If you've ever played music or even just attempted to coax a pleasing sound from a keyboard or a guitar string, you may have some sense of the dissonant signals that the desire to make music can set off: Are you playing toward some idea of perfection, perhaps in the hope of gaining recognition or status? Or are you inching toward that state where the music becomes a part of you, as integral to your being as your heartbeat?
The two aren't mutually exclusive, and the conflict between striving for some objective ideal and seeking more intangible, intensely personal rewards isn't limited to musical pursuits: Anyone who endeavors to create anything good has probably felt it. Ethan Hawke certainly has, and his sweet-tempered inquisitiveness, seemingly jumbled with some existential anxiety, has led him to make a lovely little documentary, Seymour: An Introduction, which is both a portrait of an artist you've probably never heard of and an examination of where it — whatever it is — all comes from.
A magnificently accomplished concert pianist who at one time seemed poised for fame, Seymour Bernstein, now in his 80s, quit performing at age 50. Since then, he has concentrated on composing, teaching, and simply playing. Hawke — who appears only briefly in the film, an intensely quizzical, vaguely rumpled presence — explains that he met Bernstein at a dinner party and was drawn to the elder gentleman's ideas about performing and creativity: Hawke had been struggling with his own questions about what it means to be a performer and has at times suffered from debilitating stage fright. The film Hawke has made — which borrows its title, though little else, from J.D. Salinger — works both as a celebration of Bernstein, whose spirit is at once gentle and boldly generous, and as a way of exploring creativity and the meaning it can have in our lives.
Listening to Bernstein speak and play and watching him connect with his students, you can see why Hawke would gravitate toward him. Bernstein was born in Newark, the only boy among three sisters, and began playing piano at age 6. His father would say he had "three daughters and a pianist," a remark that wounded Bernstein, for understandable reasons. As a young man, he spent time in the service in Korea — his remembrances of this era and of the concerts he performed for servicemen are among the film's most touching moments. Back in New York, he was taken under the wing of a rich patroness, whose obsessiveness alarmed him and eventually drove him away. A recital he gave in 1969 at Alice Tully Hall earned the kind of high praise the New York Times doesn't dole out to just any old joker: "Seymour Bernstein Triumphs at Piano," said the headline. But Bernstein, troubled by stage fright himself and perhaps even more driven by curiosity about the value of composing and playing for its own sake, suddenly dropped out of the spotlight, remaining happily behind the scenes until now.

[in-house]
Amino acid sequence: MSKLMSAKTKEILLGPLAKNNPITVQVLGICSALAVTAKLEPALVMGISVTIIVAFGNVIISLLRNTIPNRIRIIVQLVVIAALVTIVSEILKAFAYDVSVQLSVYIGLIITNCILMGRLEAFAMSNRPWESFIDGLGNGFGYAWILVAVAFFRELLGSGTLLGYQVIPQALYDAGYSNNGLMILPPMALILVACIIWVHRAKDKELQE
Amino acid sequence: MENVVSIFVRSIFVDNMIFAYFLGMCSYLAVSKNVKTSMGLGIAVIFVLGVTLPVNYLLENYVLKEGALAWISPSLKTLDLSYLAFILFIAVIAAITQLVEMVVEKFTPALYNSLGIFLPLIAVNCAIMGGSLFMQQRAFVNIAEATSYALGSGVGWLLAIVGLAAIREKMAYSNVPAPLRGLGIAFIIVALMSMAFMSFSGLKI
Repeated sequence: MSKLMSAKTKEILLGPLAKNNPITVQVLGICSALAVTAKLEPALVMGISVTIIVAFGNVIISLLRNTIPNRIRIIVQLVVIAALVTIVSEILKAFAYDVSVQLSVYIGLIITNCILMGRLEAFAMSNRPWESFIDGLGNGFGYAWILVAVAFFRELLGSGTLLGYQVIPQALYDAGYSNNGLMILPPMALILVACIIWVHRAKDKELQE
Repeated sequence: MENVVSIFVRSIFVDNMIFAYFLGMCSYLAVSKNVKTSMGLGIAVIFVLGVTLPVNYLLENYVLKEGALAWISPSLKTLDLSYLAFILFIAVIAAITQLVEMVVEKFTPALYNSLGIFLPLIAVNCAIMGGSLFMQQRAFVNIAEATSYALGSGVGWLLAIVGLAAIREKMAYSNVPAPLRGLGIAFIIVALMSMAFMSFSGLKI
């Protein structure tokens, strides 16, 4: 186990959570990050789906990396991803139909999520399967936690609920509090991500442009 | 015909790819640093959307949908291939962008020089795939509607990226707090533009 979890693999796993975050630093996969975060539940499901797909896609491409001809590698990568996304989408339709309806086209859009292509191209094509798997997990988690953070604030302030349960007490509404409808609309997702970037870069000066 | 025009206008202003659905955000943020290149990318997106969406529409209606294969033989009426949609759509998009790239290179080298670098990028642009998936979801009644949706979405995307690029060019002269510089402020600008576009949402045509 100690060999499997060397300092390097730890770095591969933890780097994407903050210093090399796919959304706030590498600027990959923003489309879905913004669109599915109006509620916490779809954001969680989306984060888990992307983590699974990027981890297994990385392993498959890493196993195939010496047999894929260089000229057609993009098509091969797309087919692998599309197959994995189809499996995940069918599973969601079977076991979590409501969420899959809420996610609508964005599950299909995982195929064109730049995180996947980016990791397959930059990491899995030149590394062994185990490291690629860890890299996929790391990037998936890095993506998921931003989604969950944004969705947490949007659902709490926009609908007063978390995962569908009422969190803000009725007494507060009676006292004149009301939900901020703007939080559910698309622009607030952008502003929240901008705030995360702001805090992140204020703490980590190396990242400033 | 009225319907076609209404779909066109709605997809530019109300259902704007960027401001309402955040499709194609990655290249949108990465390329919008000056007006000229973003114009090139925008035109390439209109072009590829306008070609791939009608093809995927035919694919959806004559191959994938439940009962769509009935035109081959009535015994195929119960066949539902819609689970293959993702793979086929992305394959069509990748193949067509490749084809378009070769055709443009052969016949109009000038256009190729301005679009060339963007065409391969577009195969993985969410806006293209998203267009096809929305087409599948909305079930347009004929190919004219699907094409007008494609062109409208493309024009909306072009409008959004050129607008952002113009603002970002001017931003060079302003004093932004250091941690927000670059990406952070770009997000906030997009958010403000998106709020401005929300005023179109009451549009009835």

Bernstein has lived for 57 years in the same apartment. We see him neatly and methodically making up his sofa bed in the morning, transforming his sleeping space into one for living, playing, and teaching, which for him are all of a piece. He's an impishly cheerful-looking man with a roundish face, his thinning hair brushed into a little tuft at the top. (Archival footage suggests that the tuft is not a recent development.) His aura of calm is like an enveloping mist when he talks about the nature of merging "the musical self and the personal self" or when he likens a student's playing to "a dream." He adds, mischievously, "That was better than me. You're not allowed to play better than I do." In one sequence, he meets with Times writer Michael Kimmelman, a long-ago former student, and tells the story of how Kimmelman's mother once spent hours sketching in Bernstein's apartment, later surprising him with a sculpture she'd made of his cat. (He produces the charming little statue as evidence.) And as he chooses a rental piano for a rare concert — one that Hawke has arranged — he explains how every piano is different in sound and feeling, because all are made of wood, a component that's alive.
Bernstein's voice — both the one he speaks with and the one he speaks through his music — drives Seymour: An Introduction, the way the tide pushes the mysterious ocean toward the world of ordinary landlubbing humans. He's a reassuring but challenging presence, maybe because he's still asking questions himself. What does it mean to play music, to teach, or to simply create? The answers are in Schubert, in Beethoven, and floating out there in the universe. They're in a chord you can feel in your heart.